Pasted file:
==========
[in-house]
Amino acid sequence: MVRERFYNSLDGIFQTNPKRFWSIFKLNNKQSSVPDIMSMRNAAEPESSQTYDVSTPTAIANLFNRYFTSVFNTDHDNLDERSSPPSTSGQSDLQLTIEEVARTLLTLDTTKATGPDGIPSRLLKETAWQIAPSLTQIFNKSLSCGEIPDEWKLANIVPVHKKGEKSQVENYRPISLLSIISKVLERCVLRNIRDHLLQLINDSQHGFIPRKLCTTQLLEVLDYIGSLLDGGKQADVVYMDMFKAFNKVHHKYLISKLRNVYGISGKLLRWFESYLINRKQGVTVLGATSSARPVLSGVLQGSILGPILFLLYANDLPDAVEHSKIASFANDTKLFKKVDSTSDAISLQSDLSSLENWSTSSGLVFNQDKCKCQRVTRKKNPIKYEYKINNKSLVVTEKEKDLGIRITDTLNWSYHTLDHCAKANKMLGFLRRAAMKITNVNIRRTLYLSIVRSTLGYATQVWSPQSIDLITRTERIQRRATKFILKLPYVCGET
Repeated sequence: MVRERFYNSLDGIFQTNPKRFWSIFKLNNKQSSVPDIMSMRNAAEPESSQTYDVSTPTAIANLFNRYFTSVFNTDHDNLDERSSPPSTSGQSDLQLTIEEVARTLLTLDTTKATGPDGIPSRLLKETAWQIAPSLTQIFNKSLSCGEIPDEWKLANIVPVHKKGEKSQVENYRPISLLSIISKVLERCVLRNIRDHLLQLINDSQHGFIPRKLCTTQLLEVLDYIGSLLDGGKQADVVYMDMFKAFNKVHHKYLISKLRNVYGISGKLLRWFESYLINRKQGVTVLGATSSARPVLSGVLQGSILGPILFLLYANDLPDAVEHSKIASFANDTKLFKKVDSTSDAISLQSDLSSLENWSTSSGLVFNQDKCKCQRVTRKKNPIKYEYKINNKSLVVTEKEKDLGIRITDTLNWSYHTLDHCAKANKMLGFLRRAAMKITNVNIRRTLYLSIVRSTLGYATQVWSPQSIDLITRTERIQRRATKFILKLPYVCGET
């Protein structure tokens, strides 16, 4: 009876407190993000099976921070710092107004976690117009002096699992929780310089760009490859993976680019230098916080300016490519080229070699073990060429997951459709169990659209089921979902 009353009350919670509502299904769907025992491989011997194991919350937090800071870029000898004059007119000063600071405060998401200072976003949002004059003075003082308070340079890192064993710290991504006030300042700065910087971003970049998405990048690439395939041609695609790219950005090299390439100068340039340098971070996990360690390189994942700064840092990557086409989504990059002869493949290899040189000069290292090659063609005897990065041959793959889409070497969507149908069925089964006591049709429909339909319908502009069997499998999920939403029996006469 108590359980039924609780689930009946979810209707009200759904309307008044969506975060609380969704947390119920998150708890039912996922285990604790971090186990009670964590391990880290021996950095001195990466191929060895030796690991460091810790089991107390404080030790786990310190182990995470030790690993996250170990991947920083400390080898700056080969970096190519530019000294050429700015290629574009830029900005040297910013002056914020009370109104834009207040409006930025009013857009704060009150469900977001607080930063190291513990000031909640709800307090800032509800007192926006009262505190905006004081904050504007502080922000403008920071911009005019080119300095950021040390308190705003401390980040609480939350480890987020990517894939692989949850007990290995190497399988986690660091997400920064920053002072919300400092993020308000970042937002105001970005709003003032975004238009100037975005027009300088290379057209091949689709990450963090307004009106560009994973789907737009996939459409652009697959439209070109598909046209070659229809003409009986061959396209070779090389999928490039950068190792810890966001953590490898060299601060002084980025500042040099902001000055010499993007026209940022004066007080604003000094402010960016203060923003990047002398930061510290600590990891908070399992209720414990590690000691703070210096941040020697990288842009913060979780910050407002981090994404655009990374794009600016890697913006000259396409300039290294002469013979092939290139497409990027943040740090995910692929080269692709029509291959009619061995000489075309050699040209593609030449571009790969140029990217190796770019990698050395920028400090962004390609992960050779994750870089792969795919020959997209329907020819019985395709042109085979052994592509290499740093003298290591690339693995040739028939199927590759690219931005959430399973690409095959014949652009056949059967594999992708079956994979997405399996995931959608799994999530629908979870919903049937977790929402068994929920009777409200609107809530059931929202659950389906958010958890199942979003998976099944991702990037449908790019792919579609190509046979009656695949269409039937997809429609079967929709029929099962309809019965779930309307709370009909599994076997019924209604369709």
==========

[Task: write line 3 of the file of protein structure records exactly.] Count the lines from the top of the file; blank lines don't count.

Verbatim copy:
Repeated sequence: MVRERFYNSLDGIFQTNPKRFWSIFKLNNKQSSVPDIMSMRNAAEPESSQTYDVSTPTAIANLFNRYFTSVFNTDHDNLDERSSPPSTSGQSDLQLTIEEVARTLLTLDTTKATGPDGIPSRLLKETAWQIAPSLTQIFNKSLSCGEIPDEWKLANIVPVHKKGEKSQVENYRPISLLSIISKVLERCVLRNIRDHLLQLINDSQHGFIPRKLCTTQLLEVLDYIGSLLDGGKQADVVYMDMFKAFNKVHHKYLISKLRNVYGISGKLLRWFESYLINRKQGVTVLGATSSARPVLSGVLQGSILGPILFLLYANDLPDAVEHSKIASFANDTKLFKKVDSTSDAISLQSDLSSLENWSTSSGLVFNQDKCKCQRVTRKKNPIKYEYKINNKSLVVTEKEKDLGIRITDTLNWSYHTLDHCAKANKMLGFLRRAAMKITNVNIRRTLYLSIVRSTLGYATQVWSPQSIDLITRTERIQRRATKFILKLPYVCGET